Re: [Discuss-sudbury-model] Models of Justice

From: Scott David Gray <>
Date: Wed May 17 21:59:00 2006

One more note, that I missed. :-)

On 5/17/06, Terence Purtell <> wrote:

> Scott, on the other hand, thinks (and if I'm wrong, my
> apologies) that the purpose of justice is to "get past"
> isolated incidents so that both parties can move on with
> their lives. According to him justice has no power
> whatsoever to teach, whether by violence, moral dictums,
> discussing, or otherwise.

Close. I think that justice *may* have the *power* to teach.
But the attempt to consciously *imbue* justice with lessons
is, in my opinion, a mistake. It makes the justice-giver
into a moral -- rather than legal -- authority. In the real
world, I find it is best to leave people to recognize
morality as ephemeral, fleeting, and something that requires
thought and effort, and over which no person or office (or
judge) has any especial authority.

Again, I think that the clearest examples of justice systems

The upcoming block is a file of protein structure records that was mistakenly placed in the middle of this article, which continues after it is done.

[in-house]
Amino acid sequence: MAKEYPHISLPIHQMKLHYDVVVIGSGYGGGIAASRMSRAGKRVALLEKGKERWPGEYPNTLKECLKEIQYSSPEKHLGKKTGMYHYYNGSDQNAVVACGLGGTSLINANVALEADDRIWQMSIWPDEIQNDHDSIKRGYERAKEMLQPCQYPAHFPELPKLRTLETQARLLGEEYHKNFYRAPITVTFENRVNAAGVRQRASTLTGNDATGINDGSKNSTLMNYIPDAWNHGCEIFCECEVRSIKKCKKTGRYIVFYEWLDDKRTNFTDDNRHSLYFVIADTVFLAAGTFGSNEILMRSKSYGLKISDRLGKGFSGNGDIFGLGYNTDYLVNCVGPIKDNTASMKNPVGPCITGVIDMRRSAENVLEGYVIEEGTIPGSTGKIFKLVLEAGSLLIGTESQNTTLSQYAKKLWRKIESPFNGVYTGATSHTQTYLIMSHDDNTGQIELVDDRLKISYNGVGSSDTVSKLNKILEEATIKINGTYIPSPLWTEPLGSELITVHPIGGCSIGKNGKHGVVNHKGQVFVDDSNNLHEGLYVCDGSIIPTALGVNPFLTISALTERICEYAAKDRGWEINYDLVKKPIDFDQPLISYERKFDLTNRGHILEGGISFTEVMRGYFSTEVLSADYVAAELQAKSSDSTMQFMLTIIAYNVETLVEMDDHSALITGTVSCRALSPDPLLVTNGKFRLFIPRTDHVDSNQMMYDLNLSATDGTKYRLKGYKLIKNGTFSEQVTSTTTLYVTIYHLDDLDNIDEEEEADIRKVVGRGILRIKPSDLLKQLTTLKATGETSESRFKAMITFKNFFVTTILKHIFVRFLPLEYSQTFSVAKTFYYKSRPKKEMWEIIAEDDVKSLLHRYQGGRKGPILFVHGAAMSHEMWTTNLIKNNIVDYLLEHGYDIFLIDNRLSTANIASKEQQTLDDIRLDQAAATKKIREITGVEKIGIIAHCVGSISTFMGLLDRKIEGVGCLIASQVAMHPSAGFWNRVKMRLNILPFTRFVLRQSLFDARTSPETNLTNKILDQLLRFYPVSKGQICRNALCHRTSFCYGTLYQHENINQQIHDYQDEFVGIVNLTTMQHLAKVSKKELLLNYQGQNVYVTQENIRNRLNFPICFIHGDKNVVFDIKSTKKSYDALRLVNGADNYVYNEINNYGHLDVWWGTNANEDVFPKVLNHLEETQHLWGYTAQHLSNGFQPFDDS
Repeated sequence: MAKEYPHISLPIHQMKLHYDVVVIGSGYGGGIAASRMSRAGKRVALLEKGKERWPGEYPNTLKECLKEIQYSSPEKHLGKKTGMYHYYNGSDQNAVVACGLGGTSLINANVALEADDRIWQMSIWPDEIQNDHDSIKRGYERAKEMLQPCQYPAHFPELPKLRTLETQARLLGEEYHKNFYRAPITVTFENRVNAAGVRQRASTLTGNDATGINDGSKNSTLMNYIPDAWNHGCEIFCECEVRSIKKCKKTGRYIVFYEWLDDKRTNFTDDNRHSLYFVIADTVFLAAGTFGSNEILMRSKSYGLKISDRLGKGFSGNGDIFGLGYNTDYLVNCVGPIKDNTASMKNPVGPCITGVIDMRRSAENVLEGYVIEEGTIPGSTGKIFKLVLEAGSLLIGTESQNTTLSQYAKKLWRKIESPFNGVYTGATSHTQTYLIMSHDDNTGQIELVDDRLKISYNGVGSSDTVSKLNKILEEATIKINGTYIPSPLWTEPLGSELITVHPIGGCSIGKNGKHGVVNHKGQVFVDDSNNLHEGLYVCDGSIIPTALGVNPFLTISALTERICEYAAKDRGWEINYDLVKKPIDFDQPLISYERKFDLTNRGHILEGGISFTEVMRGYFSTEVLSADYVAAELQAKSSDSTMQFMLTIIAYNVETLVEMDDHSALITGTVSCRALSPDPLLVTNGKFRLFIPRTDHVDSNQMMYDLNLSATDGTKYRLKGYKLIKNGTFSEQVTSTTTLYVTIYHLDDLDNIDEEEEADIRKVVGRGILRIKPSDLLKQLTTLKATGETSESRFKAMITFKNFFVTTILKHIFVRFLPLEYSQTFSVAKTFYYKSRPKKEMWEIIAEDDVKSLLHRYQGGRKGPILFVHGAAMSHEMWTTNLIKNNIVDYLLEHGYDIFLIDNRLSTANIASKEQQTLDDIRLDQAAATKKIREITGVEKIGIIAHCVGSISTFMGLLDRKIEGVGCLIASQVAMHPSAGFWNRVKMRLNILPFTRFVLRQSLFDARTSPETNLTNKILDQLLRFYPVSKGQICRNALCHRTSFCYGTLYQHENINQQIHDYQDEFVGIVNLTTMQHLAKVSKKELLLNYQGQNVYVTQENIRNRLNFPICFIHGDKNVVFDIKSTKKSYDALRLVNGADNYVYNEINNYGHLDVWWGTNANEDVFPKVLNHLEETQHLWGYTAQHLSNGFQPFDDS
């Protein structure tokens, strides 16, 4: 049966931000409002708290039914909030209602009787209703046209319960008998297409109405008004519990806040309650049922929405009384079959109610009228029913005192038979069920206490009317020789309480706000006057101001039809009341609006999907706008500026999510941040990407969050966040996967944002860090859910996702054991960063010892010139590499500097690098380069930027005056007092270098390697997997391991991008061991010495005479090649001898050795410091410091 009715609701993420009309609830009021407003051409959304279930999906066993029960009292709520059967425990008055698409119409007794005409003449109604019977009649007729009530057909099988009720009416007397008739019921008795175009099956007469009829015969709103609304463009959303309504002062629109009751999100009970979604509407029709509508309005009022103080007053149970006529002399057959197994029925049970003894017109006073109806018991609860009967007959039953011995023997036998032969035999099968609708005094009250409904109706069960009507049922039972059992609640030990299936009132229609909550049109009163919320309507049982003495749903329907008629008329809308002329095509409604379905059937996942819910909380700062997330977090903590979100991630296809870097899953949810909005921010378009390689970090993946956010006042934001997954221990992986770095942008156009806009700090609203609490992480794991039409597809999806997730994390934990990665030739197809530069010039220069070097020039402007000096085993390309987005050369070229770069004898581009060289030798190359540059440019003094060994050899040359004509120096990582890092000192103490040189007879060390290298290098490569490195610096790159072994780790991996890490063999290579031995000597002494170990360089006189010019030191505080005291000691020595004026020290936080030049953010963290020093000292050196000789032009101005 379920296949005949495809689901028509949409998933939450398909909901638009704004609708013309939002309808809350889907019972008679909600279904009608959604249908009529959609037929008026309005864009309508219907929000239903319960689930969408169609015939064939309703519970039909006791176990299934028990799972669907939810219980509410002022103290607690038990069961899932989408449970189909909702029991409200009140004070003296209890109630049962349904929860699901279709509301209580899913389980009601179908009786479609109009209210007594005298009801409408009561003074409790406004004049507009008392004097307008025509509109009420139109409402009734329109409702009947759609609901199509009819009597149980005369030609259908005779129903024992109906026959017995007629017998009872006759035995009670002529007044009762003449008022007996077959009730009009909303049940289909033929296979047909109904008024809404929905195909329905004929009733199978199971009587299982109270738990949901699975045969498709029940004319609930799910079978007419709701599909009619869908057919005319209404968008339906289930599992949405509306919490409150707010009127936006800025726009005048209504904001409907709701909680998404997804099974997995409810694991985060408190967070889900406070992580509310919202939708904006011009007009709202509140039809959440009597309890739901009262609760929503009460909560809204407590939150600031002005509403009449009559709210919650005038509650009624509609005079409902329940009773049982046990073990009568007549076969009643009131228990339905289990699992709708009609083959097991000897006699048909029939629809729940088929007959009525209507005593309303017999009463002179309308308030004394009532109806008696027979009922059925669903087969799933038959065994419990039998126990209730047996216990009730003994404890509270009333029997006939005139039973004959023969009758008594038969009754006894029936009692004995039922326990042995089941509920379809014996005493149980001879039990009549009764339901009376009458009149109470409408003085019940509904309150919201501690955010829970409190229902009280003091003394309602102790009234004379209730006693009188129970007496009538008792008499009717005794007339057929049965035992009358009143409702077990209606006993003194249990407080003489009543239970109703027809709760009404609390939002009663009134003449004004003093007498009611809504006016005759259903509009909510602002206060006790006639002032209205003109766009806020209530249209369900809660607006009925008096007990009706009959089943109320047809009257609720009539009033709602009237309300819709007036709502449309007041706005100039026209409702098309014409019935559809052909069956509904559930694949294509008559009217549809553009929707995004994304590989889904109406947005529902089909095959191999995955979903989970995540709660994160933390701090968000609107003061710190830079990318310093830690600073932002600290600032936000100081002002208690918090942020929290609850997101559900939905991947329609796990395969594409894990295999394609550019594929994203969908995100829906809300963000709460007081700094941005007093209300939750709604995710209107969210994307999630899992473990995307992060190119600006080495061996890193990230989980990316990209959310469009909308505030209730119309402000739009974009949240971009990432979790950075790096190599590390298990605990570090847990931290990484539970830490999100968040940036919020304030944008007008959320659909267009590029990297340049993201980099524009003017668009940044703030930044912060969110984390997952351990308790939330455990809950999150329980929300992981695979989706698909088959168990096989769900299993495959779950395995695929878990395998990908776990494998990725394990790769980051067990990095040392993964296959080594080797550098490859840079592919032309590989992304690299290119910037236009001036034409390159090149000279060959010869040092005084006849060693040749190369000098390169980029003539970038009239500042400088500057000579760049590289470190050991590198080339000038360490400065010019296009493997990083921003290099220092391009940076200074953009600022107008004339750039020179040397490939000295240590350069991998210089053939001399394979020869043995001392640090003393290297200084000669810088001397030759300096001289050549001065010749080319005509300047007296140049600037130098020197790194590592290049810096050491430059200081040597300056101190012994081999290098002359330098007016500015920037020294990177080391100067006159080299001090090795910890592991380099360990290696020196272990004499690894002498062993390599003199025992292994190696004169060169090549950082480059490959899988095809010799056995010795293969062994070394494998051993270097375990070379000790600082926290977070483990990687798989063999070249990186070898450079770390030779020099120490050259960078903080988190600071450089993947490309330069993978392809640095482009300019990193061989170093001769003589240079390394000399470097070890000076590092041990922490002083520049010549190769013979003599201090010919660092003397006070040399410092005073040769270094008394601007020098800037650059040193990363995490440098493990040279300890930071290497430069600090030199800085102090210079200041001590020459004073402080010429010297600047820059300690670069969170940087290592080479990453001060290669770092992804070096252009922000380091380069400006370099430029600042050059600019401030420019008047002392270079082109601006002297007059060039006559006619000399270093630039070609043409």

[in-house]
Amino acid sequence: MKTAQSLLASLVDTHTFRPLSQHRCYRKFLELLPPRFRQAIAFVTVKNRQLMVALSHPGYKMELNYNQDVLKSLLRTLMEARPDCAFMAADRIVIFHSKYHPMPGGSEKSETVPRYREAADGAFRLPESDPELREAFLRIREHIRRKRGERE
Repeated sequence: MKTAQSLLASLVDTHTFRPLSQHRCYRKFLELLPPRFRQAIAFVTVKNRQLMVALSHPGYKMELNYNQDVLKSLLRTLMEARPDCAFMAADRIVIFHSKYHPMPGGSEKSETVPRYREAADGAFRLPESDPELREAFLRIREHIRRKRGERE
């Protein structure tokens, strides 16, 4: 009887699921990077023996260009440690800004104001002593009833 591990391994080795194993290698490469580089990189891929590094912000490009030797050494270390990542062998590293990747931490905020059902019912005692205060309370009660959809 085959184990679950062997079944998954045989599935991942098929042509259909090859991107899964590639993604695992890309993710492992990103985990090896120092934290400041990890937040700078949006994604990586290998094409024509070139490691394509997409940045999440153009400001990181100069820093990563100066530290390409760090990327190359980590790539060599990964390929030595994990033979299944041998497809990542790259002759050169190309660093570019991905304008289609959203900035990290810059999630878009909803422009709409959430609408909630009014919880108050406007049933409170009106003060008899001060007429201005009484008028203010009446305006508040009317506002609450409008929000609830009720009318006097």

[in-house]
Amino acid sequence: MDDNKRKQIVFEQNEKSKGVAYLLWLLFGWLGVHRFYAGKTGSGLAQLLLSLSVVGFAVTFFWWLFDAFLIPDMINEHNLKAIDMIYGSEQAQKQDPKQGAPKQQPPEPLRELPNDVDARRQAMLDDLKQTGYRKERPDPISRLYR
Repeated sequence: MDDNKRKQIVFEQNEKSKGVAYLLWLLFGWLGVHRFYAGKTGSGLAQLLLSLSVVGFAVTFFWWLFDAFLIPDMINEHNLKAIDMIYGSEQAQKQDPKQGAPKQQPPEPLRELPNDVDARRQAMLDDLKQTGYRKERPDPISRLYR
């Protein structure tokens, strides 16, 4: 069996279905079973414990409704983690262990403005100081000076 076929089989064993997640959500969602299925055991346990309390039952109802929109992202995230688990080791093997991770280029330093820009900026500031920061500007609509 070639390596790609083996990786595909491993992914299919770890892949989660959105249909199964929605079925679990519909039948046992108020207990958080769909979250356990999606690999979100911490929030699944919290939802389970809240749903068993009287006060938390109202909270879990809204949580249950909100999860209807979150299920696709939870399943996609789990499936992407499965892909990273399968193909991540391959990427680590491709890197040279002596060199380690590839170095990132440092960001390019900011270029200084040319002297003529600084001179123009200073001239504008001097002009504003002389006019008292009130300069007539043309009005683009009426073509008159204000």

that attempt to teach, are in unfree societies where the
justice system is something to be feared and despised.

> Did I state the argument correctly? Am I too high in the
> sky about justice's ability to make us smarter people, or
> is Scott's outlook on justice too modest?

Yup, I think you expressed my thoughts about right! Much of
my belief in freedom, stems from having little faith in
those who try to do things to us "for our own good."

I think that the desire to have justice "teach a lesson"
comes from very sincere, caring motives. But I think that by
it's nature it is an invasion of privacy, and creates a de
facto master-servant relationship between the giver and
receiver of justice.

--Scott David Gray
reply to:
The mark of a free man is that ever-gnawing inner
uncertainty as to whether or not he is right.
-- Justice Learned Hand
Received on Wed May 17 2006 - 21:58:41 EDT

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